Efficio is looking for highly analytical people. Most days are spent analysing big data sets so an analytical mindset is essential. This is something all colleagues have in common. So what differentiates us is not so much our technical skillset, but the different experiences we bring to the firm. This might be previous work experience or extracurricular activities. I am fortunate to work alongside people with different educational specialisms such as cancer research, physics and linguistics.

What are some hard questions you had to answer during your interviews? How did you prepare?

Consulting interviews are fairly standardised across the industry. If you’re planning to interview with a consulting firm I would recommend doing your homework about the company’s culture and history. The rest of the interview is likely to consist of a combination of questions assessing if you’re a good fit with the firm and brainteasers/case studies. I interviewed with many companies and was asked a lot of unusual and tricky questions which test ‘out-of-the-box thinking’. Preparing for these types of interviews is key and there is plenty of material online. I found and to be very useful sources.

I heard network is key for a career in management consulting, but I have no contacts. How do I land an interview anyway?

I have never heard of someone landing a job just through having a strong network. Most companies have clear minimum requirements when it comes to the candidates they invite for interview and are very transparent about it. Contact the company’s recruiter through email or LinkedIn and they should be able to answer your questions.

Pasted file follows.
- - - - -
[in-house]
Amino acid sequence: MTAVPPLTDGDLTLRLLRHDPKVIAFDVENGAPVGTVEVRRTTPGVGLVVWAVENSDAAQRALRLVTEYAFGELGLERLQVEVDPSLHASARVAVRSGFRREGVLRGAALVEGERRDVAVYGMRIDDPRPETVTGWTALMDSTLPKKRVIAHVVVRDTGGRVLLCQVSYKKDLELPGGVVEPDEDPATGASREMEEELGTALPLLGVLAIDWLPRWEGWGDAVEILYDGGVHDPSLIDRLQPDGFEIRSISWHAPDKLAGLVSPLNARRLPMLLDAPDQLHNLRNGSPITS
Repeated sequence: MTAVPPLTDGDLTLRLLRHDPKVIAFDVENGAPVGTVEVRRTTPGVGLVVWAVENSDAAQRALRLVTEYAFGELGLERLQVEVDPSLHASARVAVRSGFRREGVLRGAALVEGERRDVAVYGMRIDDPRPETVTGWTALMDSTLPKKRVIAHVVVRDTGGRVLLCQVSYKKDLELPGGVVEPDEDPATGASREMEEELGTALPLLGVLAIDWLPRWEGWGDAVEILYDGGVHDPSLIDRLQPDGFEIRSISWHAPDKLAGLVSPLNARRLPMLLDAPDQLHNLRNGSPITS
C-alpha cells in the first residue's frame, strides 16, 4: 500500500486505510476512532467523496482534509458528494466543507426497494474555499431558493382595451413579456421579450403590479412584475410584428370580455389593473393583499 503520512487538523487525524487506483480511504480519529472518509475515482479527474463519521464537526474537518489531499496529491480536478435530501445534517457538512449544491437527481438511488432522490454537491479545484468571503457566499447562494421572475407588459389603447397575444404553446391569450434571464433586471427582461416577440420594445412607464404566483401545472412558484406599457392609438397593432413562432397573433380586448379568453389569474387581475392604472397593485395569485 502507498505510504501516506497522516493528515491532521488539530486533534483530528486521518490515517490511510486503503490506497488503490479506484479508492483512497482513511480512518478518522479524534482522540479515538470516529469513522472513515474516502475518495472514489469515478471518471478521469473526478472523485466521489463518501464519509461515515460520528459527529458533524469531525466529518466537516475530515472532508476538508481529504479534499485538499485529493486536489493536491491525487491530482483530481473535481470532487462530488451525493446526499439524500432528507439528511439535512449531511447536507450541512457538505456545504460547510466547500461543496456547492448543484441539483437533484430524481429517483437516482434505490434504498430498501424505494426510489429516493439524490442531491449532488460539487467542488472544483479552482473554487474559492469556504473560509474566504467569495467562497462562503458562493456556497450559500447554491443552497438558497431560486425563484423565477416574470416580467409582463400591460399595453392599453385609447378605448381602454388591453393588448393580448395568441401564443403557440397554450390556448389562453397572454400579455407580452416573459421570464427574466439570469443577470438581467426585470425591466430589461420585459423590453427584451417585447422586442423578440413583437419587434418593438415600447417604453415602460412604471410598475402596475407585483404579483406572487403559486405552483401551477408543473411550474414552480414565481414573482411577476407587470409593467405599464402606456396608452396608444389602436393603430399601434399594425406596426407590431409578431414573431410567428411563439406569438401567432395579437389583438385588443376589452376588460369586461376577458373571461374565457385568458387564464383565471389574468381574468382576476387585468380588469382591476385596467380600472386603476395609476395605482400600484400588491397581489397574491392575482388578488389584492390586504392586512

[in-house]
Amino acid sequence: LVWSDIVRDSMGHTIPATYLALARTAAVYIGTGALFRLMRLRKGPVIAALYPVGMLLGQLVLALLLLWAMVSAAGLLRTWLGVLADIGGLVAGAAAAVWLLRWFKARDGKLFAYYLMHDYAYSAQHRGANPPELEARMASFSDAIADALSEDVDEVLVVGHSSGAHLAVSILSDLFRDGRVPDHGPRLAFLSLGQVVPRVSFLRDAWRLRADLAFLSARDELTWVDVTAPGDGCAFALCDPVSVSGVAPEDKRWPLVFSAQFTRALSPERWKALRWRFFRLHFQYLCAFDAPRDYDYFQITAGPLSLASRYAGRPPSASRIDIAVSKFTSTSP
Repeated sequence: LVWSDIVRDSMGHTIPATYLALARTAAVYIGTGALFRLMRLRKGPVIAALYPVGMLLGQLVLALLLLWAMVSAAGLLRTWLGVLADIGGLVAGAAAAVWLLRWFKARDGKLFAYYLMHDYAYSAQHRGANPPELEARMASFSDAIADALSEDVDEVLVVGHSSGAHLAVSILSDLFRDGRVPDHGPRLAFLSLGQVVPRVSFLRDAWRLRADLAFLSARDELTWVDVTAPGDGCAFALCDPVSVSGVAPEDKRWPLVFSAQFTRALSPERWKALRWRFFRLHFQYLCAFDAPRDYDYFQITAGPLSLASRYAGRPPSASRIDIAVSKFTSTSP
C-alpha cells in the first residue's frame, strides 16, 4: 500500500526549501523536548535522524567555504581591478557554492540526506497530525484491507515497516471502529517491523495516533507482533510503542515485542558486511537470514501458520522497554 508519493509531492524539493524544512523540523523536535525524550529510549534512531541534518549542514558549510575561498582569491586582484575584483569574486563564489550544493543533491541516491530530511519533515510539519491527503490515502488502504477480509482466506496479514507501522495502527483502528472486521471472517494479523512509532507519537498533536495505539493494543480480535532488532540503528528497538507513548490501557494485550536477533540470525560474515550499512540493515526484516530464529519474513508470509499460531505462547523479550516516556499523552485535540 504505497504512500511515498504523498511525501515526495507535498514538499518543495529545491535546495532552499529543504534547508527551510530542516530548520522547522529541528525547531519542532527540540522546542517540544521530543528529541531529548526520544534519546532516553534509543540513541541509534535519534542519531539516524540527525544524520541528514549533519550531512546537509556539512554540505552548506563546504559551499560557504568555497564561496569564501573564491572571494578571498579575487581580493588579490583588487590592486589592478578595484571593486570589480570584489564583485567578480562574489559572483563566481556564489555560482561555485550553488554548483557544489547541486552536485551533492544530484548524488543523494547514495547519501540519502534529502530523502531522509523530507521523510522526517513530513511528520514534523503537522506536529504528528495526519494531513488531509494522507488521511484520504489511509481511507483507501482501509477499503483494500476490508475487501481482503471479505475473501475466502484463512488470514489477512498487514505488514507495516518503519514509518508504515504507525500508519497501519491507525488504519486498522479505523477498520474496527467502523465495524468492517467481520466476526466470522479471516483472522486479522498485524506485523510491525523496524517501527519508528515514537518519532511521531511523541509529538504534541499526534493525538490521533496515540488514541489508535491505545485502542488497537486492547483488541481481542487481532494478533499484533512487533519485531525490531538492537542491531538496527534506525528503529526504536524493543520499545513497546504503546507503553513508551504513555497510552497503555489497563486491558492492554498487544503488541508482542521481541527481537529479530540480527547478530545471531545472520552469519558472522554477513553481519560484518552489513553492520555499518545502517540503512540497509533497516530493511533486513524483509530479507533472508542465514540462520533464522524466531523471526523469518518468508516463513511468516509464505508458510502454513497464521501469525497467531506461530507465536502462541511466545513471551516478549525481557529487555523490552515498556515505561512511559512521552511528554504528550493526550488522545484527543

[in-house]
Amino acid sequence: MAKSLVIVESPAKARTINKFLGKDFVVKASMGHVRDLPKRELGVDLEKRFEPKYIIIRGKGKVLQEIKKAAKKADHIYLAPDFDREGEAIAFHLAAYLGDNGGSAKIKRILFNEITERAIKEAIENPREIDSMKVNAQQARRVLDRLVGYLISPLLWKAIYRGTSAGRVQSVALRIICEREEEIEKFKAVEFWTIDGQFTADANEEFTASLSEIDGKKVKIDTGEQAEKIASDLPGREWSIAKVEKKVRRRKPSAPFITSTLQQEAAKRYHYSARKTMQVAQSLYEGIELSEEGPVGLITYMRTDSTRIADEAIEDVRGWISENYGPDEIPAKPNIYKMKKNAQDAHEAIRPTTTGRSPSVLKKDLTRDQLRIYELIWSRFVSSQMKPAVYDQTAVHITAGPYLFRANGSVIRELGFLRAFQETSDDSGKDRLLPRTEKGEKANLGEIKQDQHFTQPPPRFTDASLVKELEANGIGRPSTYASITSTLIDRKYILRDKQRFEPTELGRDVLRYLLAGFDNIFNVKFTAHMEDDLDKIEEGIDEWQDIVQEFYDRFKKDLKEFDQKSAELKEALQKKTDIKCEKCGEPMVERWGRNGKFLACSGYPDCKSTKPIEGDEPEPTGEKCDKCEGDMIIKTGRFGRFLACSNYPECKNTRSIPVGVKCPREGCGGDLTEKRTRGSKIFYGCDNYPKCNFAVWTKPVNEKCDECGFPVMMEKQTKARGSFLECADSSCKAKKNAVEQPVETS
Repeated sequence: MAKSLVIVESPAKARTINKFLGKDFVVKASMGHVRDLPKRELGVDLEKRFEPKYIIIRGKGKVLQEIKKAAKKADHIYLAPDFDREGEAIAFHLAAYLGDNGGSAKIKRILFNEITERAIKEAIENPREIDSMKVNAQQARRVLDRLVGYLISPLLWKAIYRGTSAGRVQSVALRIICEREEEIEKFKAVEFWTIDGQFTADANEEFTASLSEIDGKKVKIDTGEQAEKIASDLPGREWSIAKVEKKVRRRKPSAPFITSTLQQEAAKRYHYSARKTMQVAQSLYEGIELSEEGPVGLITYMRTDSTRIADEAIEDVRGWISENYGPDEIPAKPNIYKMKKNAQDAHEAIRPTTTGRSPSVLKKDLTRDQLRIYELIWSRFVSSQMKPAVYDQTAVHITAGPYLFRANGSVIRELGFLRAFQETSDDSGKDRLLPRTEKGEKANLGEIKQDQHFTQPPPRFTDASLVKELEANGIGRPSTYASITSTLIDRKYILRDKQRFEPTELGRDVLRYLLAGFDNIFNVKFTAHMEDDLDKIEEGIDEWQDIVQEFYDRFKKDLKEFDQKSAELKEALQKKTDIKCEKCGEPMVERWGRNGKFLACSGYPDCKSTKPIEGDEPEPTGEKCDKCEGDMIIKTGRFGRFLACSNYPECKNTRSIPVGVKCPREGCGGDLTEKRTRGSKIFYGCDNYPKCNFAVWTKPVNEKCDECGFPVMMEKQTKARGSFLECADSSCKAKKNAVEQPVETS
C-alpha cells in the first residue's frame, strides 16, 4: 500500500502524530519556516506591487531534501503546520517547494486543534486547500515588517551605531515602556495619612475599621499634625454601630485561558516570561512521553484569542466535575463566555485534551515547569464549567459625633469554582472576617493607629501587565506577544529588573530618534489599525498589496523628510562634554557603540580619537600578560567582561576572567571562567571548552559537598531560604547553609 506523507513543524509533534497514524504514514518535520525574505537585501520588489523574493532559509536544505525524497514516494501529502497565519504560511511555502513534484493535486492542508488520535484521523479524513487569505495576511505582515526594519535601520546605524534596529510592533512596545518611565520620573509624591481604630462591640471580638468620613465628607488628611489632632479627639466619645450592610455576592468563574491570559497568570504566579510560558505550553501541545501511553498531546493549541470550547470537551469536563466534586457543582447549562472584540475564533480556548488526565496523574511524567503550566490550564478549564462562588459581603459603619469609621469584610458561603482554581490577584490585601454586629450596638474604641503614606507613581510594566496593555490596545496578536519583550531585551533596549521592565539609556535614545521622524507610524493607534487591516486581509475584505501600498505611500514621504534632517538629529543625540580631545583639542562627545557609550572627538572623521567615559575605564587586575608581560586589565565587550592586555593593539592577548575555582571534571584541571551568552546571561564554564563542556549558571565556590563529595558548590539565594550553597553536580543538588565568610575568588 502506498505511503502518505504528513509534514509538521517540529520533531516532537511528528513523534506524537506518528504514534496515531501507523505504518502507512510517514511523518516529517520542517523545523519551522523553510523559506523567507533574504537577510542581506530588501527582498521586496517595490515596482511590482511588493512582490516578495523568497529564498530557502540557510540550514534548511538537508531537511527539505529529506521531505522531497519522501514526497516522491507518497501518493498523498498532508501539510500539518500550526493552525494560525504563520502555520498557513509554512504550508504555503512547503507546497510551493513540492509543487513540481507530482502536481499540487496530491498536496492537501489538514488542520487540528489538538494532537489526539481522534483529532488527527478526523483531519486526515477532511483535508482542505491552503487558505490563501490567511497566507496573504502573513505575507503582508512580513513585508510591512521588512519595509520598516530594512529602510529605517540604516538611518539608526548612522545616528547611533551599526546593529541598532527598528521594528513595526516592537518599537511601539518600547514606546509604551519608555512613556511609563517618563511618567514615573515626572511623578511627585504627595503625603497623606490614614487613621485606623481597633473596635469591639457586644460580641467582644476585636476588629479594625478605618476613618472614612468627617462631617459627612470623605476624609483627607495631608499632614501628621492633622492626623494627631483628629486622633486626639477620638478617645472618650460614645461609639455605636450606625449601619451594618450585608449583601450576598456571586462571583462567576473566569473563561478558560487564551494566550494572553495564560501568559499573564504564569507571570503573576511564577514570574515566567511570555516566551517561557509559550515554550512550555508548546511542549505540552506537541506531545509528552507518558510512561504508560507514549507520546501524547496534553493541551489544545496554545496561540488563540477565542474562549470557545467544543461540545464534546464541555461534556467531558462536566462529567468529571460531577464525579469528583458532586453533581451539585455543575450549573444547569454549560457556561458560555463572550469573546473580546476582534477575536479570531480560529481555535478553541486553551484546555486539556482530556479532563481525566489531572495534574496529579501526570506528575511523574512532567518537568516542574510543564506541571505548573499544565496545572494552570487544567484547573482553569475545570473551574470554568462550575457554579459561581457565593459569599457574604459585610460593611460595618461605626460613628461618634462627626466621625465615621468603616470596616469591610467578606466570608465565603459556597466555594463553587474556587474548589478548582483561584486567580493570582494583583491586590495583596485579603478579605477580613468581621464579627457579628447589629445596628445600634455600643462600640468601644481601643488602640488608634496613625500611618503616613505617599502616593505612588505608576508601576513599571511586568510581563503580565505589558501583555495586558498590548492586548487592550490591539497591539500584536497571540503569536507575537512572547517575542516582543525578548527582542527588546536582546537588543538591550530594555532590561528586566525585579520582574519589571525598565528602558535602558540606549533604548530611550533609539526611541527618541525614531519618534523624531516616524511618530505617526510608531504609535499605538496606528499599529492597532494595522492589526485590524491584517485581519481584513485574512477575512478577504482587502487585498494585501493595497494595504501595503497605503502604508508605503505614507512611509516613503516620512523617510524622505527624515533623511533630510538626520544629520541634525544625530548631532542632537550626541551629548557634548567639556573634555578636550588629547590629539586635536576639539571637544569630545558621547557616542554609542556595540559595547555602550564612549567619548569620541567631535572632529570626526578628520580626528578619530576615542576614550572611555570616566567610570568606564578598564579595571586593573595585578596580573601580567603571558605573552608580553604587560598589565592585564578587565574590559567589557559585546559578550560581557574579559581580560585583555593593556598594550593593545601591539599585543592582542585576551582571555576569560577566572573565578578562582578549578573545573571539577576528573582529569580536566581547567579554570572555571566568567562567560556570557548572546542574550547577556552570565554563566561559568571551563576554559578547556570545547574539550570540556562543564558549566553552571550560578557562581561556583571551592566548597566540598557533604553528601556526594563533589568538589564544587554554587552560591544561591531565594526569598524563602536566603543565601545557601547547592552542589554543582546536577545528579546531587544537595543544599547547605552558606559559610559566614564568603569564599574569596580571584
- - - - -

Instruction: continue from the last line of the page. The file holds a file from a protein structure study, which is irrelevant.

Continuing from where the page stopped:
I am not from a top school/didn’t get a top grade, do I stand a chance?

This can be more tricky because top firms only recruit from target schools and require you to have a high GPA. But there’s always a chance to land an interview: Have an interesting CV and give them a reason to invite you. Once at the interview it doesn’t matter if you went to Cambridge or if you graduated magna cum laude.

Am I really saying goodbye to my social life if I make this career choice?

Consulting isn’t a 9 to 5 job and being away during the week can be challenging. On the other hand the projects I’ve worked on so far have had a manageable workload and the project manager did a good job of creating an excellent team atmosphere by organising regular team events.

How close is House of Lies to the reality of working in management consulting?

No, not at all. In fact, the reality is quite different from that displayed in the show – in a positive way!

What books do you recommend to become a top consultant?

There are plenty of books about management consulting, but I would recommend reading books that are also focused on developing your personality. All-time classics “The McKinsey Way” and “Pyramid Principle” are must-reads for aspiring consultants.

What influencer or thought leader would you recommend to inspire any young graduate?

There are plenty of inspiring personalities in today’s business world. I personally feel inspired by the likes of Elon Musk and Jeff Bezos who are disrupting entrenched industries and changing aspects of our daily life, such as transportation or shopping.

One should avoid brown shoes if they work in investment banking. Any similar unspoken rules for consulting?

The client is never wrong; there are only alternative points of view.